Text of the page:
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arts enter tainment You love them long time
ODU Dresses in Green
Slanty Eyed Mama performs for ODU students by
Eco-friendly fashion show shows students how to dress
Martin Tucker Staff Writer
When Floetic Movement Poet Laureate Ka’Lyn Banks sauntered into the North Café with about six other soul sistas at 7, she couldn’t discern what was happening. Kate Rigg, one half of Slanty Eyed Mama, stood off in the distance conversing with APASU President Amber Thichangthong about ODU and how best to give a memorable performance to the students who would show up. Lyris Hung, accomplished violinist and fellow Slanty Eyed Mama band member, tuned the strings of the most gorgeous electric violin to ever grace the sacred stage of North Café. Both artists retreated into an adjacent room as more and more black seats seduced the seams of student’s jeans. Dominique Nguyen, the event’s emcee and second in command, introduced Slanty Eyed Mama while shedding light on the Asian Pacific American Student Union, an all-powerful group of student organizations with the purpose of spreading awareness about Asian American issues, educating others, and networking. Nguyen talked about the overarching event; Asian Seasons conversAsians which strives to increase a dialogue on Asian American Issues and discuss “what is actually quote un-quote Asian.” The event was sponsored by Programs All Weekend through OSAL. Rigg and Hung entered the stage in a way that would make Black Moon proud. In the words of Bobby Lee, these aren’t your “Average Asians”. They submerged the crowd into their first single “Wild Wild West” which referenced the discrimination against Asian Americans in the history of the Western United States. Her demanding voice echoed,” Where’s my land of opportunity” as every audience member was frozen like toddlers who see something for the first time, trying to determine what exactly is this blend of comedy, rap, triphop, and spoken word. Rigg performed elegantly as the white projector light shined from her hair to her neck as if to comment on her geisha-like approach of any performance artist displaying themselves for the
Jake Zimmerman Mace & Crown Slanty Eyed Mama performed comedy and spoken word for ODU students.
enjoyment of others. The Nuyoasian duo went on do a few improvisational jokes about ODU including the Monarch being a butterfly, which is becoming a staple for comedians who perform at Old Dominion. In the middle of the jokes Slanty Eyed Mama goes into a commentary on the plight of Asian American kids and the “lack of vocabulary for what we are as Asian Americans.” In the middle of the conversation Hung and Rigg transition into one of their most known records “Mulan” and “I’m a Naughty School Girl”, a dark and hilarious song on the erotic fetish with Japanese school girls contrasted with the reality of Asian school girls. The Julliard Alumni later performed a song on Asian parents’ obsession with medical school as Rigg courageously declared,” I’ll wear my labcoat in hell,” in spite of her “Post Traumatic Asian Mom Disorder.” Her venting continued as she completely ethered Condoleezza Rice and William Hung. Slanty Eyed Mama ended their set with “Me Love You Long Time”, a subversive response to 2 Live Crew’s “Me So Horny” and Full Metal Jacket which examines sexual stereotypes placed on Asian women; a narrative freestyle using the words Stankey Leg, Doggie, Banana, Chicken, Trap, and Blender; and “Rice Rice Baby” a parody of Robert Matthew Van Winkle’s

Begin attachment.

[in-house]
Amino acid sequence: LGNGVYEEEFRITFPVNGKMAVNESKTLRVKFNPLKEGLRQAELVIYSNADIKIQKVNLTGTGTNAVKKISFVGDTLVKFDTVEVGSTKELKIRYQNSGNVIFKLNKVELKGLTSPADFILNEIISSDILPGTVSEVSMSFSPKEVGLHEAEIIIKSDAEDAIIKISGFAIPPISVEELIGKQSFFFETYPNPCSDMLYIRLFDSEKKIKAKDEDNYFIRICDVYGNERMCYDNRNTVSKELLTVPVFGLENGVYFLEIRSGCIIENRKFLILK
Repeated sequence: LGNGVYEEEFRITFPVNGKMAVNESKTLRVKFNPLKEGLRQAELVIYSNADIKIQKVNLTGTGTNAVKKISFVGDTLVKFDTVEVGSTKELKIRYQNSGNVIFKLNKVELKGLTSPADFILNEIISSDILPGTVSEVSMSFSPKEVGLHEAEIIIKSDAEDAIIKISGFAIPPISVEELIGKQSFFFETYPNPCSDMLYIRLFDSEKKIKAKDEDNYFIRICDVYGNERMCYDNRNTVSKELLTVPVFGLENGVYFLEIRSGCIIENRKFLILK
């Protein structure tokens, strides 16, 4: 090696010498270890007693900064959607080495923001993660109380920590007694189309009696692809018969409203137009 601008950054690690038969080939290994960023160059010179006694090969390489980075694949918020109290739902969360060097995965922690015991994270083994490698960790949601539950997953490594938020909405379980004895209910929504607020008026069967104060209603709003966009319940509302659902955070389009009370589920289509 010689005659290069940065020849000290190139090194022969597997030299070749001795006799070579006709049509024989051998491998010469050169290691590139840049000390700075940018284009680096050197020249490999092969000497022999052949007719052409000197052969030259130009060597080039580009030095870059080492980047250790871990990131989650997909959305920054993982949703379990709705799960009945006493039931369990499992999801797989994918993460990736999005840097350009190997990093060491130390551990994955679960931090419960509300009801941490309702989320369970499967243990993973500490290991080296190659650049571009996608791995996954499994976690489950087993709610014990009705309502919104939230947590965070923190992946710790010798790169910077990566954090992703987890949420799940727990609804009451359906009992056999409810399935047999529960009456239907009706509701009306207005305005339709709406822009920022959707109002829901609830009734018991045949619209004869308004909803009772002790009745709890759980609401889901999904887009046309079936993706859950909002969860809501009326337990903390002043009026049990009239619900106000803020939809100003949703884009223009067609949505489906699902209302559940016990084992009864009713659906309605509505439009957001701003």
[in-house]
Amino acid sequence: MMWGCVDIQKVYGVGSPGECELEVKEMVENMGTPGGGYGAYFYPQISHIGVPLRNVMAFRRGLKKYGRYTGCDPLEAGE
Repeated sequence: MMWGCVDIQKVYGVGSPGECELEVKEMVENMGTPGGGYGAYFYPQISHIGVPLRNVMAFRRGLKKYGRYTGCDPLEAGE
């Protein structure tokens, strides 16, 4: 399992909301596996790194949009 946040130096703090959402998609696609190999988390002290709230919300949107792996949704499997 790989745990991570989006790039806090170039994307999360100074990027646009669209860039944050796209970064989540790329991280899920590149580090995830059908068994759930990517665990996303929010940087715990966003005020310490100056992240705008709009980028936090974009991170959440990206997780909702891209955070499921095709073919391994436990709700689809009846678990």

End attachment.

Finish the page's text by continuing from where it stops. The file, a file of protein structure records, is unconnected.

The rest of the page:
90’s masterpiece. Ka’Lyn Banks described Slanty Eyed Mama’s performance as “the bomb dot com.” Amber Thichangthong described Slanty Eyed Mama as a “menagerie” of performance art that “can’t be described in one word” which is probably what Christie Truong, Board Member of APASU, saw in them at the University of Florida where the idea entered her head to have them perform at ODU. Lyris Hung, who has played with everyone from Bono to Jay-Z at Radio City Music Hall, finds the best thing about being a musician is the “diversity of experiences and playing in unusual places.” She hopes to take their act overseas some day but for now they mainly tour in the US and Canada. As a musician she also regrets the closing of CBGB’s a legendary rock music bar in New York City that recently closed. Kate Rigg has done everything from voices for Family Guy and acting for Law and Order to having a battle of racial stereotypes with the legendary Paul Mooney during commercial breaks on Dr. Phil. She now makes money producing two shows “Gonzo Girls” which she describes as “Jackass for chicks” and “Dance Your Ass Off” a favorite on the Oxygen channel. She keeps herself grounded in her racial comedy by always commenting on the stereotypes from an “educated place” above that which she is joking.
What’s inside ODU ASIAN SEASONS TASTE OF ASIA GAMESHOW
PROFILE OF ODU’S DIVERSITY INSTITUTE
Elizabeth Bowry Staff Writer